I'm writing about Turing machines and often need to denote the tape. I'm using exponential tapes, i.e. a repetition count for each symbol.

I usually use something similar to $(x_k^{e_k})_{1 \leq k \leq m} \text{ Q } (x_k^{e_k})_{m+1 \leq k \leq n}$ (latex: $(x_k^{e_k})_{1 \leq k \leq m} \text{ Q } (x_k^{e_k})_{m+1 \leq k \leq n}$) with $x_k$ the symbols and $e_k$ their exponents. The head in state $Q$ is at position $m$.

What (very slightly) annoys me about this is the need to include $Q$. Without it, it would just be $(x_k^{e_k})_{1 \leq k \leq n}$ (latex: $(x_k^{e_k})_{1 \leq k \leq n}$) , which is must easier to read.

The transitions may change various symbols and exponents at the same time, while $Q$ almost always stays in the same spot.

How should I note this down? Is there an easy to understand (and parse) notation which is shorter but still carries the same information? I could not find a solution in the papers I read. Or maybe I should just carry on, because this isn't an issue at all?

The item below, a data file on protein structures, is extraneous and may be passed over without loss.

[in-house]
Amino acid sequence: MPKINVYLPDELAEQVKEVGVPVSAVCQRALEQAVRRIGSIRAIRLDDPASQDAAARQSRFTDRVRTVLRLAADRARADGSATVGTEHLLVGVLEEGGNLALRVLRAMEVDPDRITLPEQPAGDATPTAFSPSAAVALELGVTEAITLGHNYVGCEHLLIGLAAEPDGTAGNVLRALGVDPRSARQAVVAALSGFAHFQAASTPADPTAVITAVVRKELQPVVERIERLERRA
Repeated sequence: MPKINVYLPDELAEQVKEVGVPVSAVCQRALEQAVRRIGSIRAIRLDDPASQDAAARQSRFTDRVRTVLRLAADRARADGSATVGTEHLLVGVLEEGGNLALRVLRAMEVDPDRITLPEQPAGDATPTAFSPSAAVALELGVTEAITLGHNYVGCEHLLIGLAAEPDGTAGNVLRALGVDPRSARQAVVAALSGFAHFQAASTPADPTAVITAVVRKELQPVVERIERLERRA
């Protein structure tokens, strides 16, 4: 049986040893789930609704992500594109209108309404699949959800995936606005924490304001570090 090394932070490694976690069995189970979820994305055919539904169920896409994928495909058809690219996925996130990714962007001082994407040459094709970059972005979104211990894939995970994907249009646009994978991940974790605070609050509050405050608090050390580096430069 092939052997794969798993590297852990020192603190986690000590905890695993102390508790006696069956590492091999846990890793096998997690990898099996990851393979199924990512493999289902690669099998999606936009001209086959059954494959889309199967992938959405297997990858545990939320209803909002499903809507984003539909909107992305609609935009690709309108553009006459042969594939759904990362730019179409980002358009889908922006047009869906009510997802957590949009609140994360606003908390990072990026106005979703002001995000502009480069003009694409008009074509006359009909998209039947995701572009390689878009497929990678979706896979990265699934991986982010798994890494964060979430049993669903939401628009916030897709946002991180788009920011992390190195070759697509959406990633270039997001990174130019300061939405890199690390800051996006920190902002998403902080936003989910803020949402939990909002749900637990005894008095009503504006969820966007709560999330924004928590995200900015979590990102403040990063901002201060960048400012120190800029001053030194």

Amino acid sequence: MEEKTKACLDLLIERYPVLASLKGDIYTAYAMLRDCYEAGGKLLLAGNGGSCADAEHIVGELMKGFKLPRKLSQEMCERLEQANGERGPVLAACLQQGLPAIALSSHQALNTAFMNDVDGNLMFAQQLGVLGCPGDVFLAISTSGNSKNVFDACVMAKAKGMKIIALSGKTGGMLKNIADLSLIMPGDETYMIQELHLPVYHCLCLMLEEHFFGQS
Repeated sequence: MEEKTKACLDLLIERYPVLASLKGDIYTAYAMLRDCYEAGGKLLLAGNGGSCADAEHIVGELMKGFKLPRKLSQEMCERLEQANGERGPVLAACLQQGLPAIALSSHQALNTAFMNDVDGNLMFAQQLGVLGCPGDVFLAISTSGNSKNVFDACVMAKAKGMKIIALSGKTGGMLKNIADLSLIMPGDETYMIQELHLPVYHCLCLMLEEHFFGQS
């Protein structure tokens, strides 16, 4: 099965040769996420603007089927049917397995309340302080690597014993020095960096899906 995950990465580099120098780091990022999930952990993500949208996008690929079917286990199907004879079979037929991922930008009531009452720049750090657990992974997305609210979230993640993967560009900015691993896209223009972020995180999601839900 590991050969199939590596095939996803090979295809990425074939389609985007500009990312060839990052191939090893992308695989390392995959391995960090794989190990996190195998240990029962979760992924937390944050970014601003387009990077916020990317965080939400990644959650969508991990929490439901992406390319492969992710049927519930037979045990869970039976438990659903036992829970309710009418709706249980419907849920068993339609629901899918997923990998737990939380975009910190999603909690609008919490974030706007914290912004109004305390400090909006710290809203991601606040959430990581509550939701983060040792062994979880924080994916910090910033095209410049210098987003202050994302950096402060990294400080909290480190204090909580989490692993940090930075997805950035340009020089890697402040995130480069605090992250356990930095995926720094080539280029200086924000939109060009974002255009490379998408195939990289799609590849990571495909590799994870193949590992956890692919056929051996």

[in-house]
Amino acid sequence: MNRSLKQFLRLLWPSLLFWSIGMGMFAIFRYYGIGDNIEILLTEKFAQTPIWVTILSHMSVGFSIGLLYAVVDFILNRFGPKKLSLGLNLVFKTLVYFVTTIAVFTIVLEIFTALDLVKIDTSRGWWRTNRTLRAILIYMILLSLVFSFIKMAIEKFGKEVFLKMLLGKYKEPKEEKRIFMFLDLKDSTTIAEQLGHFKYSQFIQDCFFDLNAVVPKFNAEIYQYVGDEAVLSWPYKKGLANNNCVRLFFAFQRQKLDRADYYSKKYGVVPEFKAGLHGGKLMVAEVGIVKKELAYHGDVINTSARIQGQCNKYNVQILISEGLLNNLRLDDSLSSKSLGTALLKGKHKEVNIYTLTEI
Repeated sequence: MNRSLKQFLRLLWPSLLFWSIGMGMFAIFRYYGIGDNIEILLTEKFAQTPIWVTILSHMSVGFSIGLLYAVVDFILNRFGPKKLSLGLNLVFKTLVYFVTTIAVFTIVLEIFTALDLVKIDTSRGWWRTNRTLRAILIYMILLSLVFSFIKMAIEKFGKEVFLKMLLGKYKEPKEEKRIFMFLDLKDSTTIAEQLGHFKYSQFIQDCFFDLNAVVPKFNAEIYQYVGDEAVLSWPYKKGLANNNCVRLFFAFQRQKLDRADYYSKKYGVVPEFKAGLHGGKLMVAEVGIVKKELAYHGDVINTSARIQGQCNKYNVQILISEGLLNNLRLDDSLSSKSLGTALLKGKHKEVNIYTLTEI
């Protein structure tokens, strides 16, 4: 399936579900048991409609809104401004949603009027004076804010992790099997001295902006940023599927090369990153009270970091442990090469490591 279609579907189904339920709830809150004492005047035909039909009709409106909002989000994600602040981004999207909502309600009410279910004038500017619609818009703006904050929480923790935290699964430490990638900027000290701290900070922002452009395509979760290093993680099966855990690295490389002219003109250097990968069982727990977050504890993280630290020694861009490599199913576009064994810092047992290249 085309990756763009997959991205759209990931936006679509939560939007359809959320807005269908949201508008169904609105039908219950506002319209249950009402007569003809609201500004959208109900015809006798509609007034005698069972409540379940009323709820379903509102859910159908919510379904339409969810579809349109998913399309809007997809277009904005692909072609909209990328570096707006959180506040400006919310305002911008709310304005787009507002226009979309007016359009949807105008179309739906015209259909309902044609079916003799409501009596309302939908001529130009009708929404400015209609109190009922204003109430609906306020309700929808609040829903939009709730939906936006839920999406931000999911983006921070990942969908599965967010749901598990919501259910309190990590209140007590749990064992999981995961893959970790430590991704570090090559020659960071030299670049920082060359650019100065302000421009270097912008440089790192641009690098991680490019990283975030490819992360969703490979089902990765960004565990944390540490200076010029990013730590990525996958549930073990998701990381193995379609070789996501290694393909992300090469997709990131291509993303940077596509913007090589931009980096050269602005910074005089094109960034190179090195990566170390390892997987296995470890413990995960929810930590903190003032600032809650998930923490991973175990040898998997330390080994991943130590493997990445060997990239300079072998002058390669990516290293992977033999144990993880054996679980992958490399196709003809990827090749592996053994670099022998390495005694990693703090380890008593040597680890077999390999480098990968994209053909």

1 Answer 1


This is just a convention. You can write a configuration as the tuple that has the same information. Eg, a possible way to write a configuration is as the tuple $$Config= (tape,state,pos)$$

where $tape$ is the non empty tape content, $state$ is the current state, and $pos$ is the position of the head.

This is fully equivalent to the method you use, which makes sense for other succinct description of configurations. Tho only thing to bear in mind, is that people are used to the 1-string-head-inside convention you describe in the question, so if you change it, you need to be very clear and explicit about it.


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